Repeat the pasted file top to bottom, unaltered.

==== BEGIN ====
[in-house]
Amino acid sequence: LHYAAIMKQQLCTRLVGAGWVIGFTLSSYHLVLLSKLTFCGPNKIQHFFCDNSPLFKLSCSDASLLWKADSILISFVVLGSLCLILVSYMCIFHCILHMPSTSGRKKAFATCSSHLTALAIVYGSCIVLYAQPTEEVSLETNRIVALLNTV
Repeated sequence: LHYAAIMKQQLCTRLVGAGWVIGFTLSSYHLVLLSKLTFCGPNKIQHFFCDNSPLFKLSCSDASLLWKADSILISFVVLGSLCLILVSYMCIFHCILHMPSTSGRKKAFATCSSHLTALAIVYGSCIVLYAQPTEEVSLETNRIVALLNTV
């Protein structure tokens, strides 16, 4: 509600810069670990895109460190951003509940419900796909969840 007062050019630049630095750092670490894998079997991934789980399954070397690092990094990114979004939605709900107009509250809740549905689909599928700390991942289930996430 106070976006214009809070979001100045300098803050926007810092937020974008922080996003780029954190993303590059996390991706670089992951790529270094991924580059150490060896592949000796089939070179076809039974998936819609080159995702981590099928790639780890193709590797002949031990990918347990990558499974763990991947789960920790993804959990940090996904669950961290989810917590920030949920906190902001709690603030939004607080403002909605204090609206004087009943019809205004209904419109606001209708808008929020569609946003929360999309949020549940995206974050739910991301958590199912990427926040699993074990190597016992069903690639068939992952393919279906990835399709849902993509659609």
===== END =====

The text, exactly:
[in-house]
Amino acid sequence: LHYAAIMKQQLCTRLVGAGWVIGFTLSSYHLVLLSKLTFCGPNKIQHFFCDNSPLFKLSCSDASLLWKADSILISFVVLGSLCLILVSYMCIFHCILHMPSTSGRKKAFATCSSHLTALAIVYGSCIVLYAQPTEEVSLETNRIVALLNTV
Repeated sequence: LHYAAIMKQQLCTRLVGAGWVIGFTLSSYHLVLLSKLTFCGPNKIQHFFCDNSPLFKLSCSDASLLWKADSILISFVVLGSLCLILVSYMCIFHCILHMPSTSGRKKAFATCSSHLTALAIVYGSCIVLYAQPTEEVSLETNRIVALLNTV
């Protein structure tokens, strides 16, 4: 509600810069670990895109460190951003509940419900796909969840 007062050019630049630095750092670490894998079997991934789980399954070397690092990094990114979004939605709900107009509250809740549905689909599928700390991942289930996430 106070976006214009809070979001100045300098803050926007810092937020974008922080996003780029954190993303590059996390991706670089992951790529270094991924580059150490060896592949000796089939070179076809039974998936819609080159995702981590099928790639780890193709590797002949031990990918347990990558499974763990991947789960920790993804959990940090996904669950961290989810917590920030949920906190902001709690603030939004607080403002909605204090609206004087009943019809205004209904419109606001209708808008929020569609946003929360999309949020549940995206974050739910991301958590199912990427926040699993074990190597016992069903690639068939992952393919279906990835399709849902993509659609």